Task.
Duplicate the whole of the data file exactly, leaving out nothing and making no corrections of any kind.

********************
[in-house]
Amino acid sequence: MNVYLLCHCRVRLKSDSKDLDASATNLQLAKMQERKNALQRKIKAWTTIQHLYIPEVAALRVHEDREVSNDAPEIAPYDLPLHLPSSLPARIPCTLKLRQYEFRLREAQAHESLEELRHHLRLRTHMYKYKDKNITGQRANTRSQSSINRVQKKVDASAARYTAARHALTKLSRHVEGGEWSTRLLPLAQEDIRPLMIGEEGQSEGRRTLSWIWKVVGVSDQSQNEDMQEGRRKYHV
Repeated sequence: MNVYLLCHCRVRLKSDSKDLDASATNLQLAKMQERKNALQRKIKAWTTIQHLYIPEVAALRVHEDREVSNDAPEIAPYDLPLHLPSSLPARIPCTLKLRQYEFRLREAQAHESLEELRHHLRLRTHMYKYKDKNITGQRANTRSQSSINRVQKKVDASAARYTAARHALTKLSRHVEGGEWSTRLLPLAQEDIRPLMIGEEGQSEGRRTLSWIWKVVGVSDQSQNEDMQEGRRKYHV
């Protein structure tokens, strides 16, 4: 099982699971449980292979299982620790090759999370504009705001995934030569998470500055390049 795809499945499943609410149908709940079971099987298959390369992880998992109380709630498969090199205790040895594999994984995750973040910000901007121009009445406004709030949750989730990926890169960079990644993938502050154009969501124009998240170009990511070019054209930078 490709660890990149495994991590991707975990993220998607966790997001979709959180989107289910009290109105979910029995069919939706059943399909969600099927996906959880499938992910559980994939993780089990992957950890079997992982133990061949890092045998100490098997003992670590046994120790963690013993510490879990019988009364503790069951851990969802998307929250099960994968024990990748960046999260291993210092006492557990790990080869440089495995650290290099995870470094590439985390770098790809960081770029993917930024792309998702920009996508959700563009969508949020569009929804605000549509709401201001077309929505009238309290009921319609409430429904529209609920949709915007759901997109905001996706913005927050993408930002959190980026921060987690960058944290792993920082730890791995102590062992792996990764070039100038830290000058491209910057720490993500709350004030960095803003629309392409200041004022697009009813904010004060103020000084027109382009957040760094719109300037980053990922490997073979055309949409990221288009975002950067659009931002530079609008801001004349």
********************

[in-house]
Amino acid sequence: MNVYLLCHCRVRLKSDSKDLDASATNLQLAKMQERKNALQRKIKAWTTIQHLYIPEVAALRVHEDREVSNDAPEIAPYDLPLHLPSSLPARIPCTLKLRQYEFRLREAQAHESLEELRHHLRLRTHMYKYKDKNITGQRANTRSQSSINRVQKKVDASAARYTAARHALTKLSRHVEGGEWSTRLLPLAQEDIRPLMIGEEGQSEGRRTLSWIWKVVGVSDQSQNEDMQEGRRKYHV
Repeated sequence: MNVYLLCHCRVRLKSDSKDLDASATNLQLAKMQERKNALQRKIKAWTTIQHLYIPEVAALRVHEDREVSNDAPEIAPYDLPLHLPSSLPARIPCTLKLRQYEFRLREAQAHESLEELRHHLRLRTHMYKYKDKNITGQRANTRSQSSINRVQKKVDASAARYTAARHALTKLSRHVEGGEWSTRLLPLAQEDIRPLMIGEEGQSEGRRTLSWIWKVVGVSDQSQNEDMQEGRRKYHV
């Protein structure tokens, strides 16, 4: 099982699971449980292979299982620790090759999370504009705001995934030569998470500055390049 795809499945499943609410149908709940079971099987298959390369992880998992109380709630498969090199205790040895594999994984995750973040910000901007121009009445406004709030949750989730990926890169960079990644993938502050154009969501124009998240170009990511070019054209930078 490709660890990149495994991590991707975990993220998607966790997001979709959180989107289910009290109105979910029995069919939706059943399909969600099927996906959880499938992910559980994939993780089990992957950890079997992982133990061949890092045998100490098997003992670590046994120790963690013993510490879990019988009364503790069951851990969802998307929250099960994968024990990748960046999260291993210092006492557990790990080869440089495995650290290099995870470094590439985390770098790809960081770029993917930024792309998702920009996508959700563009969508949020569009929804605000549509709401201001077309929505009238309290009921319609409430429904529209609920949709915007759901997109905001996706913005927050993408930002959190980026921060987690960058944290792993920082730890791995102590062992792996990764070039100038830290000058491209910057720490993500709350004030960095803003629309392409200041004022697009009813904010004060103020000084027109382009957040760094719109300037980053990922490997073979055309949409990221288009975002950067659009931002530079609008801001004349």